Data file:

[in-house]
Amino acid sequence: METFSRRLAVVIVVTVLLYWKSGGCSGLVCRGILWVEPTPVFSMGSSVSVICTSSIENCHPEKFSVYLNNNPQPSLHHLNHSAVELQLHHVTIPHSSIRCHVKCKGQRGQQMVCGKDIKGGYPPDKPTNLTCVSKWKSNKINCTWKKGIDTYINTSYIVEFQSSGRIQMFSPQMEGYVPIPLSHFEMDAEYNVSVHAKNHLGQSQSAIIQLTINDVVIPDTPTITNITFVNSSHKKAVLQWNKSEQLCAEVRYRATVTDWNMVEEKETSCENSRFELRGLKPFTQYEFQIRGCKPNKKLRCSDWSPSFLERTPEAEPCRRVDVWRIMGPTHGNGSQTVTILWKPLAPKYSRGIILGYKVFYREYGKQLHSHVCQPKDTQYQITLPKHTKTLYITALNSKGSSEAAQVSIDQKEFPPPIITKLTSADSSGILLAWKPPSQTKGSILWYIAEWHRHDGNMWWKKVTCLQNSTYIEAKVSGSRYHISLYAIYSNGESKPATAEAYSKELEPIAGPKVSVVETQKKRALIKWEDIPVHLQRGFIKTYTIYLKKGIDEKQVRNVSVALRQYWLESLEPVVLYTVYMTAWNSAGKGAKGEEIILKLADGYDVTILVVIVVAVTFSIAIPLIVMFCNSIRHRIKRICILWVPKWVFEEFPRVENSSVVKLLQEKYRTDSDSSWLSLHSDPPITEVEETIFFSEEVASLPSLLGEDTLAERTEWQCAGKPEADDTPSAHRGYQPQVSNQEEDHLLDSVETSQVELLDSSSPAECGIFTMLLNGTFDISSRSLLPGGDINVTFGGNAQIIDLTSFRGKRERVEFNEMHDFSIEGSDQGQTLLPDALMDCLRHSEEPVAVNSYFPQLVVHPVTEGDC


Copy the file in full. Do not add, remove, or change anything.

[in-house]
Amino acid sequence: METFSRRLAVVIVVTVLLYWKSGGCSGLVCRGILWVEPTPVFSMGSSVSVICTSSIENCHPEKFSVYLNNNPQPSLHHLNHSAVELQLHHVTIPHSSIRCHVKCKGQRGQQMVCGKDIKGGYPPDKPTNLTCVSKWKSNKINCTWKKGIDTYINTSYIVEFQSSGRIQMFSPQMEGYVPIPLSHFEMDAEYNVSVHAKNHLGQSQSAIIQLTINDVVIPDTPTITNITFVNSSHKKAVLQWNKSEQLCAEVRYRATVTDWNMVEEKETSCENSRFELRGLKPFTQYEFQIRGCKPNKKLRCSDWSPSFLERTPEAEPCRRVDVWRIMGPTHGNGSQTVTILWKPLAPKYSRGIILGYKVFYREYGKQLHSHVCQPKDTQYQITLPKHTKTLYITALNSKGSSEAAQVSIDQKEFPPPIITKLTSADSSGILLAWKPPSQTKGSILWYIAEWHRHDGNMWWKKVTCLQNSTYIEAKVSGSRYHISLYAIYSNGESKPATAEAYSKELEPIAGPKVSVVETQKKRALIKWEDIPVHLQRGFIKTYTIYLKKGIDEKQVRNVSVALRQYWLESLEPVVLYTVYMTAWNSAGKGAKGEEIILKLADGYDVTILVVIVVAVTFSIAIPLIVMFCNSIRHRIKRICILWVPKWVFEEFPRVENSSVVKLLQEKYRTDSDSSWLSLHSDPPITEVEETIFFSEEVASLPSLLGEDTLAERTEWQCAGKPEADDTPSAHRGYQPQVSNQEEDHLLDSVETSQVELLDSSSPAECGIFTMLLNGTFDISSRSLLPGGDINVTFGGNAQIIDLTSFRGKRERVEFNEMHDFSIEGSDQGQTLLPDALMDCLRHSEEPVAVNSYFPQLVVHPVTEGDC